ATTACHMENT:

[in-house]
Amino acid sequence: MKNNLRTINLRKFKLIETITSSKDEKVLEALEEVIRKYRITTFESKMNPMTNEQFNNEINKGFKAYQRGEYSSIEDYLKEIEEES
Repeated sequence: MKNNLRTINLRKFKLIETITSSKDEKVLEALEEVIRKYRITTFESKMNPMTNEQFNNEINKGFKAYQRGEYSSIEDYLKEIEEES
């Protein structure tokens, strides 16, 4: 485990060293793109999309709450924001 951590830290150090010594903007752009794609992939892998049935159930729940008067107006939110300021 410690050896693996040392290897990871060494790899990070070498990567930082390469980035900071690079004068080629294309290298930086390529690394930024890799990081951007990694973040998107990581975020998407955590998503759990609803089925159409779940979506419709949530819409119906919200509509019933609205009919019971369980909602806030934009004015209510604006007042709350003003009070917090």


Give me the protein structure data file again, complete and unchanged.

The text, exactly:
[in-house]
Amino acid sequence: MKNNLRTINLRKFKLIETITSSKDEKVLEALEEVIRKYRITTFESKMNPMTNEQFNNEINKGFKAYQRGEYSSIEDYLKEIEEES
Repeated sequence: MKNNLRTINLRKFKLIETITSSKDEKVLEALEEVIRKYRITTFESKMNPMTNEQFNNEINKGFKAYQRGEYSSIEDYLKEIEEES
């Protein structure tokens, strides 16, 4: 485990060293793109999309709450924001 951590830290150090010594903007752009794609992939892998049935159930729940008067107006939110300021 410690050896693996040392290897990871060494790899990070070498990567930082390469980035900071690079004068080629294309290298930086390529690394930024890799990081951007990694973040998107990581975020998407955590998503759990609803089925159409779940979506419709949530819409119906919200509509019933609205009919019971369980909602806030934009004015209510604006007042709350003003009070917090």